Now that I’m feeling the quick approach of the holidays skipping nearby, and even more so the stress that I haven’t bought a single present for anyone yet, I wanted to share the new game of the season. It’s #cheesycheer(s)ing and everyone [me!] is doing it!
I’ve become friends with several people after discovering their fondness for tequila rivaled my own. #cheesycheers was spawned from one of those friendships. As we would raise our glasses, my friend would always cheers to something both simple, and lame. We’d toast to friendship, and love, and dreams. We needed to progress. We needed to cheers to the beach at sunset or candles in the wind! So we did.
I’ve been trying to get this trend going for a while now. And by trying, I mean, I hash tagged a couple of my Instagram photos back in the summertime and proceed to clink shot glasses to “dancing like no one’s watching” on a fairly regular basis. But I think now is the perfect time to bring the rest of the world into the wonder and fun of cheesy cheer(s)ing.
The way it works is simple.
Step 1: Buy someone--anyone--a shot of hard liquor. My drink of choice is tequila, because it always is, and because tequila shots are a whole fun process in themselves.
Step 2: Raise your glass and propose the cheesiest toast you can think of.
Step 3: Drink.
Step 4: Repeat as desired.
You might be wondering why is this perfect for the holidays. Simple! This is that time of year where you’re going to be expected to go out: holiday work parties, family dinners, cookie exchanges, parties in one of your high school friend’s parent’s basement, and the dreaded New Year’s Eve. A lot of these events are going to be dull. But not if you engage in some good cheerful imbibing!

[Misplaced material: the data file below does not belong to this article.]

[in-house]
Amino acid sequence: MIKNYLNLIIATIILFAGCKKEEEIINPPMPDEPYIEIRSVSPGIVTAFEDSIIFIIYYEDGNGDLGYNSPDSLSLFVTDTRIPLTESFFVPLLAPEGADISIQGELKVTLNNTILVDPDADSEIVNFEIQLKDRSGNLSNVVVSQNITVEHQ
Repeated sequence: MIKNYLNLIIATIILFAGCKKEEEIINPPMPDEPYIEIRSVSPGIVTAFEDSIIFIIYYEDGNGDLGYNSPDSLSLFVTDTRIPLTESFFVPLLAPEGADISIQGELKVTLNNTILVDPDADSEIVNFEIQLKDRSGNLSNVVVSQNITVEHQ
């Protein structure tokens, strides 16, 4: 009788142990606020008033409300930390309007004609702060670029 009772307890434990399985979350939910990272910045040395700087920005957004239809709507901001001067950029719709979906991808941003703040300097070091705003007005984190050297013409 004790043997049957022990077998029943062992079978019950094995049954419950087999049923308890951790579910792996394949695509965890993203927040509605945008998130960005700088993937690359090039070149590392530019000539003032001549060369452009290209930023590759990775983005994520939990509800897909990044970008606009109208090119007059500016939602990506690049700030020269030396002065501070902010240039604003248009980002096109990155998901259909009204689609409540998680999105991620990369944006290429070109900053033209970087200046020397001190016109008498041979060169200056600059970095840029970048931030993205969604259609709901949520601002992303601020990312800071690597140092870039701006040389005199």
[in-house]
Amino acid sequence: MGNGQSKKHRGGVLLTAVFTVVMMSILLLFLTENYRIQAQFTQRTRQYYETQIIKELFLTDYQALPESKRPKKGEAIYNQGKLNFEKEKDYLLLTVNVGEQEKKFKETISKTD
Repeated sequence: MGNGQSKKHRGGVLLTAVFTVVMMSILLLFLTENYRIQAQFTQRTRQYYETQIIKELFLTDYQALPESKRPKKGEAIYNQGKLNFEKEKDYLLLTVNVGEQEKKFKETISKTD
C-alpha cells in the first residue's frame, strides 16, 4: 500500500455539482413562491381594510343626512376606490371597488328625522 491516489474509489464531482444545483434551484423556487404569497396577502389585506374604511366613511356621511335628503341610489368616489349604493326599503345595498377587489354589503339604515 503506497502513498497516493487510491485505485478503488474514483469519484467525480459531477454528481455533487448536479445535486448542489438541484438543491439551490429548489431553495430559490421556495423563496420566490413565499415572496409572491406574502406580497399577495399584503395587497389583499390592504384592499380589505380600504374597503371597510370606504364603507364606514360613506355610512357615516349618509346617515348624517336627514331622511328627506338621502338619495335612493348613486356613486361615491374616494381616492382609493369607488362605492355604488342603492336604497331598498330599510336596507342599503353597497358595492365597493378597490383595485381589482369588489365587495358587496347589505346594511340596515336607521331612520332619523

Oh, you’re also probably going to be expected to start exchanging gifts with some folks, right? Fear not, friends! #cheesycheers are the perfect gift! You buy the shot! You cheers some cheesy words of praise to your buddy! If you’re feeling really ambitious, get someone else to snap a picture of you pre-/post-shot and let’s get this hashtag moving up the ranks online. Wahlah! Cheap and sweet in a snap. Don’t be afraid of seeming like the broke friend (If you’re cheer(s)ing, you know you’re the broke friend!) The greatest gifts aren’t the ones we can literally wrap our fingers around. But presents that you can wrap your stomach around rarely go to waste. Here’s to Christmas trees, sugar cookies, and home is where the heart is! Don’t spend this holiday season sober.